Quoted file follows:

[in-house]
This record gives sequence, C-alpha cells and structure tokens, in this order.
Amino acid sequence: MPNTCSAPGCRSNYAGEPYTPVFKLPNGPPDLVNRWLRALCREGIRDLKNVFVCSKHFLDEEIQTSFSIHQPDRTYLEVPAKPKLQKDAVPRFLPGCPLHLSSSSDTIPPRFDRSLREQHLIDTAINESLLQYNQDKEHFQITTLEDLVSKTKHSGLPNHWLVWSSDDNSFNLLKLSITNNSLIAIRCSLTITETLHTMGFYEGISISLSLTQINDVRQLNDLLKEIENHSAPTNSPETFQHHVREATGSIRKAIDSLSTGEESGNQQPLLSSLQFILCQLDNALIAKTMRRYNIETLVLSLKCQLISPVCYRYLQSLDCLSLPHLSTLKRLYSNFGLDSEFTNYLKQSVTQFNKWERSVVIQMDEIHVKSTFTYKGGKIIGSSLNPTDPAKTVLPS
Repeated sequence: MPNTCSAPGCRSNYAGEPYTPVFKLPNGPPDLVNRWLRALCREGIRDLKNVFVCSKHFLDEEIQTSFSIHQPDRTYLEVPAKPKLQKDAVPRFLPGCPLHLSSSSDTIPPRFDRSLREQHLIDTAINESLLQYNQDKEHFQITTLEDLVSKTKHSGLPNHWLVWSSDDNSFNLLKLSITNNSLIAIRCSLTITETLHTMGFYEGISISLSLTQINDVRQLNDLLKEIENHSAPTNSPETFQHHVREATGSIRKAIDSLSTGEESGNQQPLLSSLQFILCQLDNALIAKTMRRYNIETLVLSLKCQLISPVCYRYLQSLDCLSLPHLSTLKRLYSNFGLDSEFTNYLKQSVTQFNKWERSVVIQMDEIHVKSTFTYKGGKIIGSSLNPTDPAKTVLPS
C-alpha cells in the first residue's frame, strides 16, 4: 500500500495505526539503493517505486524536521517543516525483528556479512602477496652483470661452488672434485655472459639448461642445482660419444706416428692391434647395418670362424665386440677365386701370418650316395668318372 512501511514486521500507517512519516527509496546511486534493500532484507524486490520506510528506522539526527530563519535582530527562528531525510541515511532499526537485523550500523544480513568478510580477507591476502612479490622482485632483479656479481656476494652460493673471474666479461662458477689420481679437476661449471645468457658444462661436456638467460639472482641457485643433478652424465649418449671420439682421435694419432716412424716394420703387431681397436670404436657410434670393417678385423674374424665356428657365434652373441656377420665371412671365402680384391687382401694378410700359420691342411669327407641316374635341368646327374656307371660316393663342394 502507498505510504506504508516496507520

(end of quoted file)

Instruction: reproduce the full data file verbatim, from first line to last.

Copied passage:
[in-house]
This record gives sequence, C-alpha cells and structure tokens, in this order.
Amino acid sequence: MPNTCSAPGCRSNYAGEPYTPVFKLPNGPPDLVNRWLRALCREGIRDLKNVFVCSKHFLDEEIQTSFSIHQPDRTYLEVPAKPKLQKDAVPRFLPGCPLHLSSSSDTIPPRFDRSLREQHLIDTAINESLLQYNQDKEHFQITTLEDLVSKTKHSGLPNHWLVWSSDDNSFNLLKLSITNNSLIAIRCSLTITETLHTMGFYEGISISLSLTQINDVRQLNDLLKEIENHSAPTNSPETFQHHVREATGSIRKAIDSLSTGEESGNQQPLLSSLQFILCQLDNALIAKTMRRYNIETLVLSLKCQLISPVCYRYLQSLDCLSLPHLSTLKRLYSNFGLDSEFTNYLKQSVTQFNKWERSVVIQMDEIHVKSTFTYKGGKIIGSSLNPTDPAKTVLPS
Repeated sequence: MPNTCSAPGCRSNYAGEPYTPVFKLPNGPPDLVNRWLRALCREGIRDLKNVFVCSKHFLDEEIQTSFSIHQPDRTYLEVPAKPKLQKDAVPRFLPGCPLHLSSSSDTIPPRFDRSLREQHLIDTAINESLLQYNQDKEHFQITTLEDLVSKTKHSGLPNHWLVWSSDDNSFNLLKLSITNNSLIAIRCSLTITETLHTMGFYEGISISLSLTQINDVRQLNDLLKEIENHSAPTNSPETFQHHVREATGSIRKAIDSLSTGEESGNQQPLLSSLQFILCQLDNALIAKTMRRYNIETLVLSLKCQLISPVCYRYLQSLDCLSLPHLSTLKRLYSNFGLDSEFTNYLKQSVTQFNKWERSVVIQMDEIHVKSTFTYKGGKIIGSSLNPTDPAKTVLPS
C-alpha cells in the first residue's frame, strides 16, 4: 500500500495505526539503493517505486524536521517543516525483528556479512602477496652483470661452488672434485655472459639448461642445482660419444706416428692391434647395418670362424665386440677365386701370418650316395668318372 512501511514486521500507517512519516527509496546511486534493500532484507524486490520506510528506522539526527530563519535582530527562528531525510541515511532499526537485523550500523544480513568478510580477507591476502612479490622482485632483479656479481656476494652460493673471474666479461662458477689420481679437476661449471645468457658444462661436456638467460639472482641457485643433478652424465649418449671420439682421435694419432716412424716394420703387431681397436670404436657410434670393417678385423674374424665356428657365434652373441656377420665371412671365402680384391687382401694378410700359420691342411669327407641316374635341368646327374656307371660316393663342394 502507498505510504506504508516496507520